Keep kids, pets safe from everyday household toxins
It's the sad, surprising statistic that almost everyone guesses wrong: What's the No. 1 cause of preventable, injury-related fatalities in the U.S.?
If you said "car crashes" or "falls," you'd have knocked off No. 2 and 3. But the top reason is accidental poisoning, either as a medication or drug (primarily opioids) overdose, ingestion of household chemicals or poisonous plants or inhalation of carbon monoxide.
Each year, accidental poisonings injure more than one million children under age 6, with 20% involving either cleaning products or toxic plants. Many problems start right under the kitchen sink or in the family medicine cabinet.
Here are steps you can take to reduce your potential liability as a homeowner or renter, but even more importantly, to safeguard the people and pets you hold dear.
What NOT to keep under the sink
Move all cleaning products, including environmentally friendly natural ones, to higher shelves. Colorful dishwasher pods and spray cleaners usually smell good and are especially attractive to toddlers. Never repackage cleaners into food containers like milk jugs or coffee cans. Keep them in their original containers.
Because cabinets under the sink are opened frequently (especially if you keep your kitchen garbage can there), child safety latches can become weakened over time. If you use the loop-and-lock type that goes through the handles, it's easy to forget to replace it or be tempted to leave it off momentarily, knowing you'll be reopening it soon. You're better off just making "under the sink" a true safety zone.
Use the space to store harmless things like hand towels and dish cloths, paper towels, pet dishes and plastic containers. Don't store anything electronic though, like your Instant Pot or mixer, because moisture from a pipe leak could damage them.
How to manage medication
Keep prescriptions and over-the-counter medications like vitamins, fever reducers, allergy and cold remedies and cough syrup in a locked cabinet. Medicines formulated for kids present special dangers because they're usually flavored to taste good. Also, kids don't think of them as a danger. Just the opposite! They're something that helps them feel better when they're sick.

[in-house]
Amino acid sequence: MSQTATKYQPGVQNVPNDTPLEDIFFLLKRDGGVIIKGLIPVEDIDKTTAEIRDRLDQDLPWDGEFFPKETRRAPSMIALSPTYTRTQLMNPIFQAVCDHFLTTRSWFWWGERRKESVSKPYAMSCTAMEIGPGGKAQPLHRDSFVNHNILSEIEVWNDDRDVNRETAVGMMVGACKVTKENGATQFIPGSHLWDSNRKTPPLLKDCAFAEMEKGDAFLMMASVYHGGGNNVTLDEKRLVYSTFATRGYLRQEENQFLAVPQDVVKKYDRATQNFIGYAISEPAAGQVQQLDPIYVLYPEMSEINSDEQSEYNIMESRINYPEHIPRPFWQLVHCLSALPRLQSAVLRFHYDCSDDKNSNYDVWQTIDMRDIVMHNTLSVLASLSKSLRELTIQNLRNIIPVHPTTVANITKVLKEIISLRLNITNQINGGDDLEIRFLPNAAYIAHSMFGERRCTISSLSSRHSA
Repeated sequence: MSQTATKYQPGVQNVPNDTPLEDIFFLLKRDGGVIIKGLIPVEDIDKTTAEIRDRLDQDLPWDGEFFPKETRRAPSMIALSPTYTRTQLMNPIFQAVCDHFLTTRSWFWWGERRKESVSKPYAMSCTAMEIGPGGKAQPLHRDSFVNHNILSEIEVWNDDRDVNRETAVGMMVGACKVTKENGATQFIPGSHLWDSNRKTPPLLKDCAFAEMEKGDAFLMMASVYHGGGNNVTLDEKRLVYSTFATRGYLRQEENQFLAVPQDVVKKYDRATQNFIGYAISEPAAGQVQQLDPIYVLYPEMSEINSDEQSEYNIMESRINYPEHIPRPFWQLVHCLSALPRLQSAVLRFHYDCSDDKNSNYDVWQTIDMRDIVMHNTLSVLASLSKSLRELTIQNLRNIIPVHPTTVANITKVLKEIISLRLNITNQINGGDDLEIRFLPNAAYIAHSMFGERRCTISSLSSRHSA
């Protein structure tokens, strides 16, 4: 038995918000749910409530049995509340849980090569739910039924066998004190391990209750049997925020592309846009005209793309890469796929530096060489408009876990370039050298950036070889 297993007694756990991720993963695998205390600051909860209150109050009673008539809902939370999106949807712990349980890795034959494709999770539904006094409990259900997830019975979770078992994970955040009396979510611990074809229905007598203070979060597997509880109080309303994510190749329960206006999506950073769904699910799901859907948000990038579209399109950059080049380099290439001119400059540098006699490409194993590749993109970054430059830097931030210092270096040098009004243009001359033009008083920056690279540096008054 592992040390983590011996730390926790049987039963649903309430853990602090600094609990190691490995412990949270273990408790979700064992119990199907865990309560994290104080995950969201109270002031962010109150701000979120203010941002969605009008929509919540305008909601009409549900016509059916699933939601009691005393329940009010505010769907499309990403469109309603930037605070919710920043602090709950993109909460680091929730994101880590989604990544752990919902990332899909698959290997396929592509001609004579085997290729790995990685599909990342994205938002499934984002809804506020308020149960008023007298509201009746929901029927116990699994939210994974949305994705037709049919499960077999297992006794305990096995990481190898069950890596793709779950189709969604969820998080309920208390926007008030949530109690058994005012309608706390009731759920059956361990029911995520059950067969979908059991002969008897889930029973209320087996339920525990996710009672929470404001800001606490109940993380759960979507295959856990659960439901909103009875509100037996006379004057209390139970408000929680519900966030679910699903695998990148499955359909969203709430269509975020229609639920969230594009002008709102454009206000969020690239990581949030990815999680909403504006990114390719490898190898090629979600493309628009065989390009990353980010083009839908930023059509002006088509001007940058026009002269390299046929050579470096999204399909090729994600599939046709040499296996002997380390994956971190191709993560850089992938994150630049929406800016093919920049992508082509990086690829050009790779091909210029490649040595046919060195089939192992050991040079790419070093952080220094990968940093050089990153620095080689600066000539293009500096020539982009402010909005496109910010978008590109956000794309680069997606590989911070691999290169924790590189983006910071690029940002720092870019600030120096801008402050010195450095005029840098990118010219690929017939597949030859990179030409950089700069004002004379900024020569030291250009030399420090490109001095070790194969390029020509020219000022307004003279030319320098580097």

Get rid of outdated or unused prescriptions, particularly pain medication that might be left over after a family member has undergone a procedure. Your pharmacy may have a take-back program where you can drop off unwanted medications for safe, environmentally conscious disposal.
Make sure all generations of the family mind their meds. Teens, for example, may be responsible for managing their own ADHD medications, which have serious overdose potential if left where they can be found by a younger sibling or curious pet. Grandparents often use prescription medication that may be left on the counter or, if arthritis is an issue, in an easy-to-open bottle.
Keeping pets safe
Like toddlers, pets often investigate the world by taste. In addition to the dangers above, dogs can be sickened chocolate, Xylitol (an artificial sweetener in sugar-free gum and candy), grapes, raisins, onions and garlic. With cats, also watch out for some species of lilies, flea/tick medications formulated for dogs and essential oils.
When solving a rodent problem, avoid using bait. Not only can pets eat the poison bait, but cats, in particular, may eat a rodent that has consumed bait and become sick themselves.
What to do if you suspect a problem
Don't take chances! If you think your child may have eaten something dangerous and appears unwell, call 9-1-1 for immediate emergency help. Even if they seem OK, call the National Poison Control Center at 1-800-222-1222 for advice on next steps. When you call, have the bottle (cleaner, medicine, etc.) handy so you can share information about its contents with the operator. Years ago, the old-standby advice was to induce vomiting, but medical professionals now say that may do more harm than good depending on what was eaten.
If your pet may have ingested something poisonous, contact your veterinarian or the ASPCA Animal Poison Control Center at 1-888-426-4435.
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